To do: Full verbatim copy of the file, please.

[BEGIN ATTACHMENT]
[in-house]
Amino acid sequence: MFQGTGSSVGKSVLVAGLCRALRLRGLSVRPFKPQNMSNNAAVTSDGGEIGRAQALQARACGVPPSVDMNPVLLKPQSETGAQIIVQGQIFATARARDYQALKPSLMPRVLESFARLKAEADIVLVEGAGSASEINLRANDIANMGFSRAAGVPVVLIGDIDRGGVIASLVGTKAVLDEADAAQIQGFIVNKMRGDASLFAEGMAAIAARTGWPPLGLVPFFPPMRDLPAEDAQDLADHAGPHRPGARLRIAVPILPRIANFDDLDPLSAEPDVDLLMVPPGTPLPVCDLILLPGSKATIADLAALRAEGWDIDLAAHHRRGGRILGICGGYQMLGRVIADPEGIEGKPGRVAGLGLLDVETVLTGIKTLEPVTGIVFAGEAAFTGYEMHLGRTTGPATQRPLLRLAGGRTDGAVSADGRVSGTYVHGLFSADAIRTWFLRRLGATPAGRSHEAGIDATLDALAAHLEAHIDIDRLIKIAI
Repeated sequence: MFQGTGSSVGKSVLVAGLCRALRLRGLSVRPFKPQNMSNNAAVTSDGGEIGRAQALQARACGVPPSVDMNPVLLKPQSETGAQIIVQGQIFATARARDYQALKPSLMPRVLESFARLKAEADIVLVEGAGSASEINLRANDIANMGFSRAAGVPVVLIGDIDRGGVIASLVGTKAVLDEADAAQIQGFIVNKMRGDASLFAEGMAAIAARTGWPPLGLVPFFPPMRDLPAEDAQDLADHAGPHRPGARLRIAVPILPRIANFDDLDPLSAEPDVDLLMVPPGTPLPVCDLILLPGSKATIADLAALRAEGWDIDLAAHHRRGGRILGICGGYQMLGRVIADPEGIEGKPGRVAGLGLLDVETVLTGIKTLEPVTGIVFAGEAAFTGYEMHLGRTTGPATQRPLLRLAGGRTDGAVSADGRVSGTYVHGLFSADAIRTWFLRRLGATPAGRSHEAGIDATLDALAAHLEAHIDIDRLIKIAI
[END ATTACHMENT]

[in-house]
Amino acid sequence: MFQGTGSSVGKSVLVAGLCRALRLRGLSVRPFKPQNMSNNAAVTSDGGEIGRAQALQARACGVPPSVDMNPVLLKPQSETGAQIIVQGQIFATARARDYQALKPSLMPRVLESFARLKAEADIVLVEGAGSASEINLRANDIANMGFSRAAGVPVVLIGDIDRGGVIASLVGTKAVLDEADAAQIQGFIVNKMRGDASLFAEGMAAIAARTGWPPLGLVPFFPPMRDLPAEDAQDLADHAGPHRPGARLRIAVPILPRIANFDDLDPLSAEPDVDLLMVPPGTPLPVCDLILLPGSKATIADLAALRAEGWDIDLAAHHRRGGRILGICGGYQMLGRVIADPEGIEGKPGRVAGLGLLDVETVLTGIKTLEPVTGIVFAGEAAFTGYEMHLGRTTGPATQRPLLRLAGGRTDGAVSADGRVSGTYVHGLFSADAIRTWFLRRLGATPAGRSHEAGIDATLDALAAHLEAHIDIDRLIKIAI
Repeated sequence: MFQGTGSSVGKSVLVAGLCRALRLRGLSVRPFKPQNMSNNAAVTSDGGEIGRAQALQARACGVPPSVDMNPVLLKPQSETGAQIIVQGQIFATARARDYQALKPSLMPRVLESFARLKAEADIVLVEGAGSASEINLRANDIANMGFSRAAGVPVVLIGDIDRGGVIASLVGTKAVLDEADAAQIQGFIVNKMRGDASLFAEGMAAIAARTGWPPLGLVPFFPPMRDLPAEDAQDLADHAGPHRPGARLRIAVPILPRIANFDDLDPLSAEPDVDLLMVPPGTPLPVCDLILLPGSKATIADLAALRAEGWDIDLAAHHRRGGRILGICGGYQMLGRVIADPEGIEGKPGRVAGLGLLDVETVLTGIKTLEPVTGIVFAGEAAFTGYEMHLGRTTGPATQRPLLRLAGGRTDGAVSADGRVSGTYVHGLFSADAIRTWFLRRLGATPAGRSHEAGIDATLDALAAHLEAHIDIDRLIKIAI